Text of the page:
Only six months on from the Scottish independence referendum, and conservators at the National Library of Scotland are already considering the best way to preserve material produced by the two opposing political campaigns. Paper Conservator, Shona Hunter, discusses the difficulties in conserving this modern collection in this week’s blog…
I began working as a conservator at the National Library of Scotland in March 2014. I am part of a team of qualified professionals who carry out remedial treatments, create specialist housing, monitor and control storage environments and train staff and readers on the handling of manuscripts and books. We also prepare items for exhibition and loan. Historic items receive attention as do ephemeral materials which reflect modern life.
The National Library of Scotland is based in Edinburgh, my hometown. I moved back just in time to cast my vote in the referendum on Scottish Independence. Since then I have become involved with repackaging a sample of referendum related paraphernalia. After acquiring some banners, placards and signs, the referendum curator got in touch because she was concerned about the best way to protect and store these items.
The referendum on Scottish Independence received international attention and raised questions which cut across Scotland’s cultural and political life. In the months leading up to the vote the library began to collect material from both sides of the debate. The material was gathered as part of a library-wide initiative, established at the behest of the Scottish Government. The aim was to generate an unbiased collection that would capture the cultural legacy of the event, as well as the more obvious political aspects. ‘Yes Scotland’ was the principal campaign group for independence, while ‘Better Together’ was the dominant campaign group in favour of maintaining the union. Campaigners on both sides of the debate produced propaganda in various formats, using various modern materials. Certain modern materials deteriorate at a faster rate than their historic counterparts. Others are an unknown quantity as they have not yet stood the test of time.
The library building on George IV Bridge has 13 floors, each containing many rows of stacks. Although the stacks are convenient for storing volumes, it can be difficult to find a suitable home for large oddly shaped items. The curator and I reviewed the available storage space, an overflow area within the manuscripts strongroom, and made a list of the objects within the referendum collection. We identified items at particular risk of damage and prioritised these for repackaging. The items that were flagged up include some giant letters made from foamcore, a wooden handled placard, several maps with annotated acetate overlays, and a few commercially produced outdoor banners.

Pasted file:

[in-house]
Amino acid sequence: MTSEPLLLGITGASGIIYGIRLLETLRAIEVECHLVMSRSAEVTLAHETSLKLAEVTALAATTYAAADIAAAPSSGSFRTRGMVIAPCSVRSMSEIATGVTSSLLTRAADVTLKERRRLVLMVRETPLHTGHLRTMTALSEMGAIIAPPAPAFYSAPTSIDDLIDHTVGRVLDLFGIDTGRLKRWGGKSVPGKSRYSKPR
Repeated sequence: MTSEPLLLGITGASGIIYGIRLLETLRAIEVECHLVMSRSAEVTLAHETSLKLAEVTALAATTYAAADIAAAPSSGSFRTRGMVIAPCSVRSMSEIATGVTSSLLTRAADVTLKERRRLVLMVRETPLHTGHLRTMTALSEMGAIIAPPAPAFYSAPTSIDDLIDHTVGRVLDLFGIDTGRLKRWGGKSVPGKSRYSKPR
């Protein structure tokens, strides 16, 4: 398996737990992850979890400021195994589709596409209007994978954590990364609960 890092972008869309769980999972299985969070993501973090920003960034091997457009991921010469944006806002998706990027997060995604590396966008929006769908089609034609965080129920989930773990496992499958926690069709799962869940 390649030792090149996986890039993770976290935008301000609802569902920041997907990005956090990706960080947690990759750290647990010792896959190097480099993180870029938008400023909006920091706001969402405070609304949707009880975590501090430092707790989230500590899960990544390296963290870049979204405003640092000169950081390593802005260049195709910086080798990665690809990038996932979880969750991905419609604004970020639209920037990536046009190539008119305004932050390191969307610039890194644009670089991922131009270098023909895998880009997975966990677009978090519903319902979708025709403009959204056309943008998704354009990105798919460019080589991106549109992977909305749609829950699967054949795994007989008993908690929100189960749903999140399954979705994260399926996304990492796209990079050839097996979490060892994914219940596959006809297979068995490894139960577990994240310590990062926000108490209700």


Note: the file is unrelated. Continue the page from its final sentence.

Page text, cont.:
These objects are made from plastic, a material which is becoming increasingly prevalent in libraries and archives. Certain forms exhibit deterioration after just a few years, whilst others remain relatively stable. Therefore, plastic is an area of growing concern amongst conservators. Recognising the plastics which are at risk of deterioration is critical if that deterioration is to be inhibited. Although damage cannot be reversed, conservators can employ steps to slow or even stop further deterioration. For example they can provide archival quality packaging, introduce adsorbents and monitor and control storage environments.
‘The Conservation of Plastics’ by Yvonne Shashoua is a useful reference book. The identification, degradation and preventive conservation of various plastics are covered in detail. The four most volatile plastics include cellulose nitrate, cellulose acetate, poly (vinyl chloride) and polyurethane. Light, heat, oxygen and water have been identified as triggers and accelerators of degradation. Since there are no international standards on storage environments for plastics, libraries and archives tend to apply those used to preserve paper and books: relative humidity of 45-55%, temperature of 18-20°C, maximum light levels of 50-100 lux, and the elimination of UV.
Conservators understand that unsuitable packaging materials can cause long term damage. Acidity and discolouration from poor quality papers can contaminate and stain adjacent materials. Archival packaging offers protection to collection items, significantly enhancing the longevity of vulnerable materials. In repackaging items from the referendum collection the following guidelines and materials are being considered.
Adsorbents (including activated carbon cloth, silica gel and zeolites) can be used to slow the degradation of plastics by adsorbing harmful gases. Adsorbents are used in cooker hoods, shoes and foodstuffs to remove odours and excess moisture. They can be installed in a filter system, or placed into a storage box. Plastic objects should be stored in and on chemically inert materials. Materials which release organic vapours should be avoided, and storage boxes should be designed with proper ventilation holes. In addition, plasticisers are drawn out by contact with absorbent materials so these should also be avoided. Lastly, layers of silicon release paper should be used to interleave items, as plastic objects should not be stored in direct contact with each other.
I am keen to learn from the experiences of conservators, and would welcome your suggestions. Please get in touch if you have some ideas about the best way to house the materials described in this article.
Book and Paper Conservator
National Library of Scotland